Airflow Basics Part 2: The Lost Art of Choosing a Blower
You are going to change out an existing furnace that has a cracked heat exchanger. You find a functioning 3-ton evaporator connected to a 3–ton condensing unit. The cooling equipment seems to be in good working order. That size furnace is available with a 3–ton, a 4–ton or a 5–ton blower. What size drive will you order for the new furnace?
Did you connect a magnehelic or inclined manometer across the furnace to see what the external static pressure was? The most common cause of heat exchanger failure is inadequate return airflow. This would be a great time to do that. But that’s another can of worms we can open at another time.
If you’re going to choose a blower, then you need two things. You need the external static pressure that your blower will be operating against and the blower performance chart for that blower.
External static pressure is the measurement of all the resistance in the duct system against which the blower has to operate. The duct system offers its own resistance to airflow. Many people assign a value of .10” w.c. pressure drop per 100 feet of duct to account for that loss. Although this is acceptable in certain commercial design work, it is a serious error to assign any value to the friction rate in residential design work. But that is yet another can of worms that we will deal with in Part 3.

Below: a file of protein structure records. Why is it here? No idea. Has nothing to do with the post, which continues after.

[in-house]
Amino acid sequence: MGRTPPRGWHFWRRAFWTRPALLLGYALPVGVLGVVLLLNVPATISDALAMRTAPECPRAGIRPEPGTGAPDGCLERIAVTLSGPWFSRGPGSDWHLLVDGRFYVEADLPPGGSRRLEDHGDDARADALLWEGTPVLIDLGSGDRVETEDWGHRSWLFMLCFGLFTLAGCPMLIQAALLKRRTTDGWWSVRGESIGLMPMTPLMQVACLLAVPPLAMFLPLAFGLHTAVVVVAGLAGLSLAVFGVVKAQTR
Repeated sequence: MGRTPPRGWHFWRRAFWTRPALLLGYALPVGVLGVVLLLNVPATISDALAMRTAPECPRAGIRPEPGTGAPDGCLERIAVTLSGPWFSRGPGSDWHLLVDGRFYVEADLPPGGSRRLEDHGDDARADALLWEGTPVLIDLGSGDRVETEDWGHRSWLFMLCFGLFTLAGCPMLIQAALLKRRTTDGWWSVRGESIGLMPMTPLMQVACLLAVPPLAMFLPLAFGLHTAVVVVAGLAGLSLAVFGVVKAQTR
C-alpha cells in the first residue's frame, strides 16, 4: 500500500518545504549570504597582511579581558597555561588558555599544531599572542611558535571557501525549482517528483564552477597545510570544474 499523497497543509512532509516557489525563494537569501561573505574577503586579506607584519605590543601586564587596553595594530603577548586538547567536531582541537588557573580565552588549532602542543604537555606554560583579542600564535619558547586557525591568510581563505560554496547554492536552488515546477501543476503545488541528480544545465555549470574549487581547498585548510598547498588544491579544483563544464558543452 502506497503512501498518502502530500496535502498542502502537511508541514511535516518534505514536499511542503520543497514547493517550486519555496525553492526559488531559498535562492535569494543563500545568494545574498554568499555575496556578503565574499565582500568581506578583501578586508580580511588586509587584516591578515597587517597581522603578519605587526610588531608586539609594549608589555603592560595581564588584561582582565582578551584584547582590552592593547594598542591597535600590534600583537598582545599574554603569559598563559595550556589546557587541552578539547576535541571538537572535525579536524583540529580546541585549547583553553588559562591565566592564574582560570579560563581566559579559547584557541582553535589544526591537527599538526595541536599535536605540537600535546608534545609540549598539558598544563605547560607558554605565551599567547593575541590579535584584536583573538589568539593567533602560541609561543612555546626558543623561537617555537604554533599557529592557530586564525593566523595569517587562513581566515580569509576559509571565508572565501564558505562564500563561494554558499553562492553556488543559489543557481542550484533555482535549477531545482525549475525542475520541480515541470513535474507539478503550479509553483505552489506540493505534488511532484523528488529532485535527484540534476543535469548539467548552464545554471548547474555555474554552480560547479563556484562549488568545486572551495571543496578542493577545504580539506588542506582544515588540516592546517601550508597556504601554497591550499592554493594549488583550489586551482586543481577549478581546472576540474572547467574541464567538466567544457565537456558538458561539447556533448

For now, let’s use .10” w.c. as our friction rate for both the supply and the return ducts for the purpose of demonstration. Let’s also use .30” w.c. pressure drop across our wet evaporator coil. Let’s use a media filter with a .20” w.c. pressure drop. Finally, we will use .03” w.c. pressure drop across our return grille, our open supply register, and our wide-open, branch–line balancing damper.
Now, if we add up all of the system resistances, it comes to .79” w.c. (see Figure 1). Next, go to the blower performance chart and get in the .80 column and drop your eyes down until you see the volume of air you want to handle (lets use 1200 cfm). There it is at 1232. By the way, that’s a 4-ton blower operating on medium speed, not a 3-ton blower.
Here’s the thing, all blowers are nominally rated at .50” w.c. on high speed. We weren’t operating against .50” w.c. We were working against .79” w.c. external static pressure.
If we had chosen the 3-ton blower in Figure 1, how much air would we have been handling? It would be about 1101 cfm on high speed, not 1200 cfm. Remember a lack of air means a lack of Btu’s. The Btu’s get to the areas of the home to be heated and/or cooled via the airstream. That’s a “not enough cooling call” waiting for the first hot day. Choosing the correct blower will save you those unfortunate calls.
Next time we’ll cover the myth of .10” w.c. duct system design.
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